Nostalgia is one of the most powerful emotions – it can make you feel fully enwraped in a prior moment’s feelings. The echo of past laughter reverberates through your bones, the long-past sense of solace and serenity brings you peace in the present and that nostalgia blankets you.
This can all be brought on with the force of a car crash. You re-feel everything. Close your eyes and you’re there. That moment from years ago is resurrected.
A simple glance at the scars I earned on my thru hike brings back all my days on the Appalachian Trail. It fills me up, warms me and comforts me. At the end of my reverie, though, is a fall from that emotional high. It becomes apparent that all those emotions are past tense. The serenity, joy and peace suddenly leave a synthetic after taste. That momentarily blissful rollercoaster ride leaves me lusting after organic emotions. That nostalgia frees me and begs for me to search for the next earth-shattering personal experience and moment of connection.
Everyone says to “enjoy the journey.” I am, but sometimes it’s hard. Now that Katahdin, the final mountain I’ve been walking toward since March, is 220 miles away, I can’t help but want to be there. Friends keep posting their iconic Katahdin summit pictures almost every day, and I would love to be touching the summit of the mountain that initially seemed unreachable.
The other day, I stopped short because the mountains were hard and the day had been long. I threw up my tent atop the beautiful Mount Old Blue, but I felt uneasy. I loved the view, the serenity and the hushed bird chirps, but I couldn’t help but think how I had ended early. Why would I end early when I could’ve made Katahdin 10 miles closer that day? Being tired feels like no excuse right now. It’s almost as if I should simply let my feet walk until I reach the mountain. No sleep, no rest. Just walk. My feet itch to be scraping the sides of the slippery rocks in Baxter State Park. Everything I do that delays the union of my body and Katahdin seems to eat away at me. I don’t want to look back at the Maine section and regret going too fast, but I also want the rush of a goal accomplished.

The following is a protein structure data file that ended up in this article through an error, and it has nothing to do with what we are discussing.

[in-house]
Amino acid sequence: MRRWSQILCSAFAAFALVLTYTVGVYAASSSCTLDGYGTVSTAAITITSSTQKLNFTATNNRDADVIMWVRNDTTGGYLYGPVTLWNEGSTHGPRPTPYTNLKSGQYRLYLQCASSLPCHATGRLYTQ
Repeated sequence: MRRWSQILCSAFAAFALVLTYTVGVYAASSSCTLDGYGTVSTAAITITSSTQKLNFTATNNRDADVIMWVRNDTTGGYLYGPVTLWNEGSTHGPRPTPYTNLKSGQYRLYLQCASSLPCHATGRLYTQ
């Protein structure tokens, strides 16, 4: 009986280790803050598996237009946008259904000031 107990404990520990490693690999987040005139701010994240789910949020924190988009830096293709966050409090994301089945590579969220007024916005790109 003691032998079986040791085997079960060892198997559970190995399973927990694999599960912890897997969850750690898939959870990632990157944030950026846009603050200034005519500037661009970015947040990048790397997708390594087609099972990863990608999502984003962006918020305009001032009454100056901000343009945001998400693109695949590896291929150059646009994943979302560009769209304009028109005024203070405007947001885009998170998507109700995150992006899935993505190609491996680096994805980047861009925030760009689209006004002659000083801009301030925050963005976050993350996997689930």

To help pace me, motivate me and make sure I let myself laugh throughout the final two weeks I’m meeting up with some old trail family (The Four Day Family). They kept it slow, and had some emergency, that has allowed us to be within catching up range. I’ll take a short day into Caratunk, Maine to reunite with them. We’ll tackle the 100 Mile Wilderness and Katahdin together. I’m happy to be getting back with familiar faces. I know they’ll keep me on track mentally, so I can’t wait for Sunday. Here’s to enjoying the journey, but also fighting to accomplish a goal.